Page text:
One of Mary's favourite events was a charity ball, a dinner/dance, at the Gresham Hotel. Everyone in their group of friends pitched in as much money as they could, and they hired a car to take them to the hotel. Mary said she felt like royalty as the car pulled up in front of the Gresham. The driver opened the car door and gently took her hand to help draw her out of the car. She giggled to herself over all of the people watching them, knowing full well that she, her beau Michael, and their friends had spent their last dime to pay for the tickets to that dance and to hire that car. She loved feeling as though, for just a few minutes, their group of friends was the centre of attention that night.

After my parents and brother emigrated to Canada, and I came along, there were fewer evening soirées. There was no ballroom in the city in which they settled, and their days of tripping the light fantastic were fewer and far between. Nevertheless, anytime Mom and Dad had the opportunity to go dancing, they looked forward to it with delight.  When they did go to dances, in the early evening while Mom was getting ready, Dad would sweep me up into his arms and dance me around the room happily proclaiming, "We're off tonight, we'll be tripping the light fantastic".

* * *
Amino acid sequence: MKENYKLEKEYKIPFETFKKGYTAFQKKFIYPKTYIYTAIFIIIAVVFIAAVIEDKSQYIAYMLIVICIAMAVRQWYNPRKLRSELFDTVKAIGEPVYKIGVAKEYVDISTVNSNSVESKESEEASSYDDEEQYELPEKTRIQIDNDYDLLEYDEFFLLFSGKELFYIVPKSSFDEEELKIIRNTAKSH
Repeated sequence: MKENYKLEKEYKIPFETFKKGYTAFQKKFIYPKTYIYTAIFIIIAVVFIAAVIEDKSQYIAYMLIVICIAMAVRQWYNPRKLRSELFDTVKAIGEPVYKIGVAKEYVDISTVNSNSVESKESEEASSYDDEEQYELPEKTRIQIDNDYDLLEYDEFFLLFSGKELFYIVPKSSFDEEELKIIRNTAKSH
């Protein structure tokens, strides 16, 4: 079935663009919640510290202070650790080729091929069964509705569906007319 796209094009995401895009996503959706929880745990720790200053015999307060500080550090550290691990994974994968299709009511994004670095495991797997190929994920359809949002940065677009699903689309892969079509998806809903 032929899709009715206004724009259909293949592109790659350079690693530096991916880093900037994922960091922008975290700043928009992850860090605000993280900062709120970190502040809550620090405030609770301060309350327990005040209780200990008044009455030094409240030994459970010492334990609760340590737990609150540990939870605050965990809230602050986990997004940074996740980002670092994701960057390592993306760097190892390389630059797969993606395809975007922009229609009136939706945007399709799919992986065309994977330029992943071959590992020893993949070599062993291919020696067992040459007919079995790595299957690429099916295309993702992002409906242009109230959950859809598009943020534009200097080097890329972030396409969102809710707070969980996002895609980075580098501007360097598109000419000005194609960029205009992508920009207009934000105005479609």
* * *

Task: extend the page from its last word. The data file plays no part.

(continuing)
Mom used to say that Dad had 'a terrible habit' of tucking her up under his arm so that she looked
as though she was tipping sideways. Mom didn't much care for this photo, but I love it.
It is 1949, Dad is 20 years old and Mom is 18. Dad looks thrilled (and maybe a little nervous) to have her on his arm.
Mom made the evening gloves she is wearing.

Mom described this dress and wrap as having very fine lace trim
 and little pearl beadwork over the floral fabric on the bodice.
The photo is actually a cut-out made to look like a fashion doll.
I have loved this photograph of Mom ever since I was a young child.

Copyright©irisheyesjg2012.

Monday, May 21, 2012

The last birthday card